Sunday, May 15, 2022

Dialysis AV Fistulas: Helpful Knowledge from Experience

by Derek Benoit, January 28th, 2022

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Fitstula diagram for dialysis access. Image courtesy of

Dialysis AV Fistulas: Helpful Knowledge from Experience is my personal introduction for new dialysis patients. Specifically, I tap my own experience with such (this will be my second transplant go-around) to give patients a preview of the new addition to their bodies.

My History with Dialysis AV Fistulas

  • Had my first placed in October of 2011, prior to dialysis followed by
  • Renal transplant in May 2012
  • Fistula placement for current hemodialysis treatment is March of 2022 (at time of writing)
  • Renal/ pancreas and renal transplant date TBD

What is a Dialysis AV Fistula and What does it Do?

A dialysis fistula is a surgically created joint between a vein and artery. The surgery is typically done in day surgery at BIDMC, where I’m a patient. A dialysis fistula is needed to allow for a permanent access through which cleaning of the blood and removal of fluid can be performed via hemodialysis. Should dialysis be required immediately, a central venous catheter will likely be placed to allow for immediate use. Important to note is that it is NOT a permanent dialysis access. Specifically, the CVC and and does eventually require replacement in most instances. I had major clotting issues that required several replacements of my CVC since original placement in October 2021.

Most critical for patients needing a dialysis access is that time is your friend. The earlier you can have the AV fistula surgically placed, the better. Moreover, the longer you allow the AV fistula to mature, the fewer issue you will have when first using it. Under no circumstances should you delay having the access placed. Please talk with your transplant or general nephrologist about getting an evaluation and scheduling the procedure as early as possible!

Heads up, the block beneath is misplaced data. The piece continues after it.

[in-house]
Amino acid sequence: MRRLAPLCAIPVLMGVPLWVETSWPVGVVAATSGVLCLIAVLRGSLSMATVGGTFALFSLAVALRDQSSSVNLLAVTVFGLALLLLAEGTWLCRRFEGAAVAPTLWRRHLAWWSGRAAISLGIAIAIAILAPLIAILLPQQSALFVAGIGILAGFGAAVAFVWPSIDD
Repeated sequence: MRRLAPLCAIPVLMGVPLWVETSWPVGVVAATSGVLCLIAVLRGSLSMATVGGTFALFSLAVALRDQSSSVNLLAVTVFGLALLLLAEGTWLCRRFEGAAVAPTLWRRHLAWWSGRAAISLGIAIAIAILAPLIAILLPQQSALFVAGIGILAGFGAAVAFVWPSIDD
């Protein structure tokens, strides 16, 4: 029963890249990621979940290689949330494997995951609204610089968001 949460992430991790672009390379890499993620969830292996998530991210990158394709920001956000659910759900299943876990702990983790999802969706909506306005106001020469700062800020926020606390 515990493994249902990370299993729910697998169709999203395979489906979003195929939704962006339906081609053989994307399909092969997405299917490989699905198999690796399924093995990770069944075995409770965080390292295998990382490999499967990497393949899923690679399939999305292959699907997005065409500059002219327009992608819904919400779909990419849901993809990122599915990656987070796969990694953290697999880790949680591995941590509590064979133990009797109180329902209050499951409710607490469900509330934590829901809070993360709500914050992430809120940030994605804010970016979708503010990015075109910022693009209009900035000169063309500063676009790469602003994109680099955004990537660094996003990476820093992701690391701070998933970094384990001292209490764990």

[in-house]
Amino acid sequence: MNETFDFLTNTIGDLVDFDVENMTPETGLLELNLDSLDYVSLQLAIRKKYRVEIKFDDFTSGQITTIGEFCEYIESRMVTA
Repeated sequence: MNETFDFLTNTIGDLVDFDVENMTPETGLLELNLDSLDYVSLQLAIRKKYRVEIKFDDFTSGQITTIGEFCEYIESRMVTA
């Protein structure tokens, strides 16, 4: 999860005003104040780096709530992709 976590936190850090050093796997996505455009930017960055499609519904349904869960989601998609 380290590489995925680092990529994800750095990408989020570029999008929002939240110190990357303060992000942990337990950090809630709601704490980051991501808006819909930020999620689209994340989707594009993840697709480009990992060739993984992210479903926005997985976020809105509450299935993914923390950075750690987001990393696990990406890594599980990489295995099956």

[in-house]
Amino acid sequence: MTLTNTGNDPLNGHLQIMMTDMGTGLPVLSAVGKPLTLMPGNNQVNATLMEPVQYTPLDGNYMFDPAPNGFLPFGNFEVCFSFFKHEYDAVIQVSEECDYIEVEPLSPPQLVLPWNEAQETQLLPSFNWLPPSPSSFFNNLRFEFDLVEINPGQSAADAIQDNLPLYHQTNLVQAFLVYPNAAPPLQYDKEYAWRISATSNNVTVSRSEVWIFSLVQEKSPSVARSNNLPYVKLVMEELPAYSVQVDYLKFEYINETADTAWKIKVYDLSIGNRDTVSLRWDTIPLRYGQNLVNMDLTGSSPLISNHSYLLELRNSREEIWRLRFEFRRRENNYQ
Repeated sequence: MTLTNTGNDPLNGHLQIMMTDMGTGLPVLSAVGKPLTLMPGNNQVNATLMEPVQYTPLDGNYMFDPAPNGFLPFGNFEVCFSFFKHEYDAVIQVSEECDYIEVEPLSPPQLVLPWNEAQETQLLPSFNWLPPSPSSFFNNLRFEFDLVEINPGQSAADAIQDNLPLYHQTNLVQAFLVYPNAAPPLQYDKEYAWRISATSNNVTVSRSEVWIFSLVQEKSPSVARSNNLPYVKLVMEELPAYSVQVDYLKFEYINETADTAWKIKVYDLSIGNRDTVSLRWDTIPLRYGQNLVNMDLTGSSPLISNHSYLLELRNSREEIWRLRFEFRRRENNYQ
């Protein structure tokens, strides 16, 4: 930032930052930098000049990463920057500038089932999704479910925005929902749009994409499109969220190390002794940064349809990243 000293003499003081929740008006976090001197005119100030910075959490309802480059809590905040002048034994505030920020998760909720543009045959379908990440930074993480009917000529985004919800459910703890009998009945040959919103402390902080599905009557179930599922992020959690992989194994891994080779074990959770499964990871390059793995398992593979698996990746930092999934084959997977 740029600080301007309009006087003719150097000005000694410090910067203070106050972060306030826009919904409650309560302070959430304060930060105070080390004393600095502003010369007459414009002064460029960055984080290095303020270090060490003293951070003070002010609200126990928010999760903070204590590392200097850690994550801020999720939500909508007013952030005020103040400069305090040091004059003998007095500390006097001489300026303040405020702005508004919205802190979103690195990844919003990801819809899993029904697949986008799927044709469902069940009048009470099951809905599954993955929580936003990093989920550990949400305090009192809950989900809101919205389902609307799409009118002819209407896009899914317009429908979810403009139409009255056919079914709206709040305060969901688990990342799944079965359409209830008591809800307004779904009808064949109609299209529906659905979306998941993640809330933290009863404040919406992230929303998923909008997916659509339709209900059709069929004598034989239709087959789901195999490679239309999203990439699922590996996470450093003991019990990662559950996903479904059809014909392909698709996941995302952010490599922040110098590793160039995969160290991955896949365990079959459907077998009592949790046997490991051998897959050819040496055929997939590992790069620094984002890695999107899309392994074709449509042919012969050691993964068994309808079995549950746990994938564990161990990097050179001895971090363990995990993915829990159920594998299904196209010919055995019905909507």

When Should I Get a Dialysis AV Fistula Placed?

Ideally, a dialysis fistula will be placed with time to spare before dialysis is required. Moreover, it takes a solid 3 months or so for a fistula to “mature.” Specifically, the fistula must develop and strengthen after it’s placement to handle the high pressures associated with hemodialysis.

What Else Should I know about Dialysis AV Fistulas?

  • Fewer clotting issues than central venous catheter access
  • Lower risk of infection than central venous catheter access
  • Must be reasonably protected, just like a central venous catheter access
  • May become unusable and require replacement (for future transplants)
  • Requires monitoring during dialysis period
  • Surgeon will choose most ideal placement

For More Information on Renal Disease and Treatments, Please Visit: The National Kidney Foundation at:

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